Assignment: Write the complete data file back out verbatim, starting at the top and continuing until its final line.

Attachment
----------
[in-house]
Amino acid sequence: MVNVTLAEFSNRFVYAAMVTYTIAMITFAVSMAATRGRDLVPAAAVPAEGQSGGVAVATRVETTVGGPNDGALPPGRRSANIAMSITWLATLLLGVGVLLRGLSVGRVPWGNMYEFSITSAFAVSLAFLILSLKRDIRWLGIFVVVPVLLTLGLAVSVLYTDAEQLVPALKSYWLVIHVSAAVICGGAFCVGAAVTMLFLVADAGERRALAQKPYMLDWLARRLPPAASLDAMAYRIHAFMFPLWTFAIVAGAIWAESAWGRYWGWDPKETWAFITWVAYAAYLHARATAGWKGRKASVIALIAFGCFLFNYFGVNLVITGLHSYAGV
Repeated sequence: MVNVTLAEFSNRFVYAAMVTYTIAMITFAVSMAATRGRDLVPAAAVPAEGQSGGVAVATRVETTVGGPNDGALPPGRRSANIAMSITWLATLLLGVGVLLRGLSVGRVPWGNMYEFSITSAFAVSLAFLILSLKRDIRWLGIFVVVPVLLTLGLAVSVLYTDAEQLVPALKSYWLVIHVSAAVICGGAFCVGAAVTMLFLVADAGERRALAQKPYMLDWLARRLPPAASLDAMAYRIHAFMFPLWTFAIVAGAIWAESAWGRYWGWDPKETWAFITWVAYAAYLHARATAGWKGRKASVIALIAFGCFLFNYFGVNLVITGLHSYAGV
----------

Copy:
[in-house]
Amino acid sequence: MVNVTLAEFSNRFVYAAMVTYTIAMITFAVSMAATRGRDLVPAAAVPAEGQSGGVAVATRVETTVGGPNDGALPPGRRSANIAMSITWLATLLLGVGVLLRGLSVGRVPWGNMYEFSITSAFAVSLAFLILSLKRDIRWLGIFVVVPVLLTLGLAVSVLYTDAEQLVPALKSYWLVIHVSAAVICGGAFCVGAAVTMLFLVADAGERRALAQKPYMLDWLARRLPPAASLDAMAYRIHAFMFPLWTFAIVAGAIWAESAWGRYWGWDPKETWAFITWVAYAAYLHARATAGWKGRKASVIALIAFGCFLFNYFGVNLVITGLHSYAGV
Repeated sequence: MVNVTLAEFSNRFVYAAMVTYTIAMITFAVSMAATRGRDLVPAAAVPAEGQSGGVAVATRVETTVGGPNDGALPPGRRSANIAMSITWLATLLLGVGVLLRGLSVGRVPWGNMYEFSITSAFAVSLAFLILSLKRDIRWLGIFVVVPVLLTLGLAVSVLYTDAEQLVPALKSYWLVIHVSAAVICGGAFCVGAAVTMLFLVADAGERRALAQKPYMLDWLARRLPPAASLDAMAYRIHAFMFPLWTFAIVAGAIWAESAWGRYWGWDPKETWAFITWVAYAAYLHARATAGWKGRKASVIALIAFGCFLFNYFGVNLVITGLHSYAGV